Why Whitehouse is now a pin-up for Sixties chicks
The trend for former advocates of the permissive society to acknowledge the error of their ways is vaguely reminiscent of show trials in Stalin's Russia.
They're all confessing, coming out — as it were — and reassessing the value of Mary Whitehouse, whose view on underpants was that they should mostly remain up.
The latest convert is Dame Joan Bakewell, now 77, and known in the sexy Sixties as “the thinking man's crumpet”.
I met her once, many years ago, though she didn't know it was me, and it was not exactly socially. I suppose in a way I was serving her.
The transaction didn't go well and, gauche as usual, I made a complete bags of the proceedings.
She was, of course, quite famous. She'd been on the telly and everything.
I'm sure she caught the flicker of recognition in my eye. I was on the desk selling tickets for a historical exhibition.
When I saw her, I became flustered in the traditional manner and, for some reason, asked her if she was unemployed and qualified for a concession.
I don't know why I did it. I suppose I was trying to treat her as a normal person whereas, in the end, with her being a bit posh, I expect I insulted her, not just by suggesting she was unemployed but by not recognising her.
My face went crimson. She asked questions about the exhibition, and at least I was able to be helpful there, replying: “I think it's something to do with history”; “I don't know”; and “Yes, this is all my own hair.”
Joan famously had an affair with the late playwright Harold Pinter.
“The Sixties,” she says, “was a good time to have an affair.”
She doesn't repudiate the decade completely.
She's more unhappy about today: middle-shelf magazines full of half-naked ladies; violent porn on the internut; drunken gals lying in the gutter with their skirts around their earlobes.
She believes the Sixties weren't so sordid, but that the above mentioned Whitehouse, M was correct to worry about sex being everywhere, thereby devaluing it.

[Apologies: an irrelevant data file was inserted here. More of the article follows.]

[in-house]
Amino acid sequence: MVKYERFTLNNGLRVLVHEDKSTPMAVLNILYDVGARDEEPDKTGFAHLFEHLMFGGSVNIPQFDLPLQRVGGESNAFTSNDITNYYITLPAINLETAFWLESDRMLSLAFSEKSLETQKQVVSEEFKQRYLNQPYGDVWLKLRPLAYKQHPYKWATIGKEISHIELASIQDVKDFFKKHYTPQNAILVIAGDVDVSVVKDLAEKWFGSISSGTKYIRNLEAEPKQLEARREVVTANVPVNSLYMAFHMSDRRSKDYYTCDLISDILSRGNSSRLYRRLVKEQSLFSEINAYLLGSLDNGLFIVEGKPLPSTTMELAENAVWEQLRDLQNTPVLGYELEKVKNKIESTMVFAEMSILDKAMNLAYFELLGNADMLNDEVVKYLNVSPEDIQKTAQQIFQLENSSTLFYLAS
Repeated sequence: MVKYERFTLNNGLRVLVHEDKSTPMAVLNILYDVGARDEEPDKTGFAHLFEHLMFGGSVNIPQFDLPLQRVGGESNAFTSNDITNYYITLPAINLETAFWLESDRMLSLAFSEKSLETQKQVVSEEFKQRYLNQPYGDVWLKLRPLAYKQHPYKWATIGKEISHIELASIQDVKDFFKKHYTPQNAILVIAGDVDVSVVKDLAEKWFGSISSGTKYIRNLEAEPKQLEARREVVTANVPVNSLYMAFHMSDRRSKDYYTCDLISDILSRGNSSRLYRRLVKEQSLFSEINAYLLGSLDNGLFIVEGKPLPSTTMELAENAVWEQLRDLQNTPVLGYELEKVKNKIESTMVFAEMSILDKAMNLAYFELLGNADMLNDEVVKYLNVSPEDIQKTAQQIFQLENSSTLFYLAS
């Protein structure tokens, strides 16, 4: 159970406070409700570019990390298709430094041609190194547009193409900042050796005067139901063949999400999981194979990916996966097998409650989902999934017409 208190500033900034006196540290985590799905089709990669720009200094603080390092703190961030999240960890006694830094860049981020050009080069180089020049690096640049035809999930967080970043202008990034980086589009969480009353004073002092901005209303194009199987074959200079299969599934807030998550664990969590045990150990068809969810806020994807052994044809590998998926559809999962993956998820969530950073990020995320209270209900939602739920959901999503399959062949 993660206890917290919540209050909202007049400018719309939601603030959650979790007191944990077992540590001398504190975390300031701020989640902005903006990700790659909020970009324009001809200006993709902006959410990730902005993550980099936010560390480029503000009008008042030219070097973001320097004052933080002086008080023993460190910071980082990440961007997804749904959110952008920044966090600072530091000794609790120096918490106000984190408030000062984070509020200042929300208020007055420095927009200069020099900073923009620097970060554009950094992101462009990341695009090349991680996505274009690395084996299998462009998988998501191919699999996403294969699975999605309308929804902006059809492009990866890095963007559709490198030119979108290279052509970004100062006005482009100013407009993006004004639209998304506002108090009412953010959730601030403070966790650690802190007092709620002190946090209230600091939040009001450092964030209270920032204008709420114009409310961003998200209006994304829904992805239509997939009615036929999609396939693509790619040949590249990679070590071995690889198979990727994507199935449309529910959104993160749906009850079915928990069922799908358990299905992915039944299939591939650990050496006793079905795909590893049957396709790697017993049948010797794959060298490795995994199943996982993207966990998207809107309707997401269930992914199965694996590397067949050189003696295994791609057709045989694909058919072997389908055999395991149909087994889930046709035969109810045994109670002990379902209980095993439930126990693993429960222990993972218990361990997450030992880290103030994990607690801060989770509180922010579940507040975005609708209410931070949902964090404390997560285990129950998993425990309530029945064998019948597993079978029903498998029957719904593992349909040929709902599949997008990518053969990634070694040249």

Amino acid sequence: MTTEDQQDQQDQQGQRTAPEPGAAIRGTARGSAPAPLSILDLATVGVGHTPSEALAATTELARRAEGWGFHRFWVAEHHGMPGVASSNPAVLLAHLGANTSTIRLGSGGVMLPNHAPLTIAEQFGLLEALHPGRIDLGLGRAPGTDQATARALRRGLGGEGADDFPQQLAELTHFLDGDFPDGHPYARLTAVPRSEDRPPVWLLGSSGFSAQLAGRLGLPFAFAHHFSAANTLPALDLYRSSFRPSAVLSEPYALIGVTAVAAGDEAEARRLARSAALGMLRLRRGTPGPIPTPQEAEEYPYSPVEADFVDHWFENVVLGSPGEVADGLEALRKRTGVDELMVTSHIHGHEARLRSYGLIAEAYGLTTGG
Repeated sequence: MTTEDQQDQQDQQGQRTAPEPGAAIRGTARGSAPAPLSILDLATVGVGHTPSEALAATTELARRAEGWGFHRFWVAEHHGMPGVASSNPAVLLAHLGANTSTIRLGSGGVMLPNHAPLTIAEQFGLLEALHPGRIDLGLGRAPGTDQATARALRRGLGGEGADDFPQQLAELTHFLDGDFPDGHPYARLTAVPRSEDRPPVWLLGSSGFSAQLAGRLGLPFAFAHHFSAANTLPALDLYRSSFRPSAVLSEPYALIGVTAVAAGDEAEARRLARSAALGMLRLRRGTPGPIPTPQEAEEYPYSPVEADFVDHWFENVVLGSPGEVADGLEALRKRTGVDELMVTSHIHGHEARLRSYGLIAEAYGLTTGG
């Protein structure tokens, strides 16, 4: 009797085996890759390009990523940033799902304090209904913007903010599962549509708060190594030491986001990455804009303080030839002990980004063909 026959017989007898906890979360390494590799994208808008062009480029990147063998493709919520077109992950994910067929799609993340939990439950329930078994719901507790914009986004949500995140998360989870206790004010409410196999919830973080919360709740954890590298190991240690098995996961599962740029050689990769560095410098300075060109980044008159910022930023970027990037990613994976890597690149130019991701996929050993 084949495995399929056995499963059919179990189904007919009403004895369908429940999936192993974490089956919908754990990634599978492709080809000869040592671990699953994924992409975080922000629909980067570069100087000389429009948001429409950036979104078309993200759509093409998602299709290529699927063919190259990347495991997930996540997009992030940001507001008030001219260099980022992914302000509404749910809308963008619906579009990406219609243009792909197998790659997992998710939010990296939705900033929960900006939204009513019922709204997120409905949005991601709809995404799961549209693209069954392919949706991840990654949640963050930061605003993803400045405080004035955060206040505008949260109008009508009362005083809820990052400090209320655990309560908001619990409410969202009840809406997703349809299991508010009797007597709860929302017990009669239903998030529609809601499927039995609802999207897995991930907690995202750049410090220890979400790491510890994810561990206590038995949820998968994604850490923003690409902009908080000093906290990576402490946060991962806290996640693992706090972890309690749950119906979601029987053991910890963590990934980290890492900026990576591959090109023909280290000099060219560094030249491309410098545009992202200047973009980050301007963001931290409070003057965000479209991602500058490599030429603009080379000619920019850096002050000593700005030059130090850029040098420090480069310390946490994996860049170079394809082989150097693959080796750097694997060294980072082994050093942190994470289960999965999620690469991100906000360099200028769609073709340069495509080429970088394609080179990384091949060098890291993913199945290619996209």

Some of you youngsters might not have heard of Mary Whitehouse. She set up the National Viewers' and Listeners' Association (complete with apostrophes: those were the days), which campaigned against smut.
She became a figure of fun, out of step with the times.
Today, her former adversaries are retracing their steps with regret.
Germaine Greer used to be well up for it, but now comes down against it.
In her youth, she was so highly sexed she even described singer Engelbert Humperdinck as “horny-making”.
Cor. Wouldn't those sideboards tickle? Now she thinks there's too much of it about.
Sex, I mean, not sideboards.
Others — not necessarily bad girls — have joined in. The Sunday Times quoted actress Maureen Lipman bemoaning studs in the nether regions, novelist Fay Weldon saying love was rare now, and singer Kiki Dee complaining about raunchy pop videos.
Kiki says: “Some of the things Mary Whitehouse said were very, very sensible — though I remember being irritated by her at the time.”
Talk about what goes around comes around. In the Sixties, Mrs Whitehouse represented the past.
Today, she's the future. Not for prudish reasons. But because “permissiveness” has become boring and shallow.
The rude gals in the media aren't sexy, because they're not “real”.
Gals in the gutter find themselves unloved and unwanted.
And the only men that ladies with genital jewellery attract are those with large magnets.